If you can follow the idea that price setting is a co-ordination game, you can see one of the reasons why monetary policy has real effects. When economists discuss “menu costs” as a major reason for prices not changing, they are primarily thinking of this strategic element (where there are multiple, pareto ranked, stable and state dependent eqm) – even though it isn’t really a traditional menu cost at all, and how it interacts with menu costs is of more interest.
Sure, when we think about the labour market we enjoy talking about the “relative price of labour” and using monetary policy to make “labour relatively cheaper” – in fact a co-ordination game argument can be used here. But the existence of a co-ordination game where the “relative price of goods” is held up too high is also important. As long as prices are “state dependent” monetary policy has traction (even if physically prices are completely flexible!).
I had never heard the daylight savings analogy before, but I like it.
Update: Economist’s View points to Romer’s graduate macro text where this is discussed. It is a useful rundown but:
If there were literally no cost to changing nominal schedules and communicating this information to others, daylight saving time would just cause everyone to do this and would have no effect on real schedules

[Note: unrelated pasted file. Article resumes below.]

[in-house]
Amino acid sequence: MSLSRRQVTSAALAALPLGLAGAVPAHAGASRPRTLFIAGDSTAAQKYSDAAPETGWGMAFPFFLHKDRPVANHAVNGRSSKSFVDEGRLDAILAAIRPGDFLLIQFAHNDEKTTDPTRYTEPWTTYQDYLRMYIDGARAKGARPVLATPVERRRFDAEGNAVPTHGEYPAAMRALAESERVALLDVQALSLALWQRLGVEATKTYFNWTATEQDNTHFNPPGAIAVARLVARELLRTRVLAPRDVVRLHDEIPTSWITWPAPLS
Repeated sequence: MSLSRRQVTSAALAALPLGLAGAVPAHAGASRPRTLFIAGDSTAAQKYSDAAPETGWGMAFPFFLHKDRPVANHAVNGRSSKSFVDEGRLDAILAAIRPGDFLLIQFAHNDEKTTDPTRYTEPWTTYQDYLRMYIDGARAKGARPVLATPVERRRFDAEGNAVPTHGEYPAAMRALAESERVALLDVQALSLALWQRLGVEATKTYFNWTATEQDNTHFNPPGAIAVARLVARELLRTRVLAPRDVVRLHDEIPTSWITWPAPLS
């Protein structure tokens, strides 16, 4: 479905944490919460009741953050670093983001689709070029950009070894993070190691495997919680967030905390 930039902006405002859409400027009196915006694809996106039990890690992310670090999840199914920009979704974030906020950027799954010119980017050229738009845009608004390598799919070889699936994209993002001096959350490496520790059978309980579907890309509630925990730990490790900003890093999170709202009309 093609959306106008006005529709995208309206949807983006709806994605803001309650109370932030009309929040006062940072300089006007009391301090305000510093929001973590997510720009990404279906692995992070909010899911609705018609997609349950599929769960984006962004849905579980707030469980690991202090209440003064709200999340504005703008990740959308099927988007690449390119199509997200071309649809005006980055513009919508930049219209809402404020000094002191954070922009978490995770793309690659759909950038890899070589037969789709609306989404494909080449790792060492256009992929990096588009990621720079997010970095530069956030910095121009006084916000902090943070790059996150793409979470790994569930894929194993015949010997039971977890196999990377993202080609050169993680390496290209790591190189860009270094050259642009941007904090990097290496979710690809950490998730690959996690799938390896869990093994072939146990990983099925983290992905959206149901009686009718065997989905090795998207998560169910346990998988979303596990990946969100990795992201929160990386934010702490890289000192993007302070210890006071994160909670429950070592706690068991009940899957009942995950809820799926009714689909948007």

This statement is true, but it is worth fleshing out. The “communicating” issue here is important methinks – as there are multiple Nash Equilibrium, and there may be uncertainty regarding the value other firms place on different ones. If firms could communicate, or had knowledge about each others payoffs, and if there was a single Pareto superior eqm – firms would turn around and set prices in this way.
There can be zero cost to changing prices – but the fact that we have a co-ordination game with uncertainty implies that we can slip into an inferior equilibrium. Furthermore, even with full information – if the equilibrium aren’t pareto ranked, but can be ranked on the basis of welfare, there can still be a justification for intervention.
I always felt that the fact that monetary policy has scope even in the face of fully flexible prices is something worth recognising.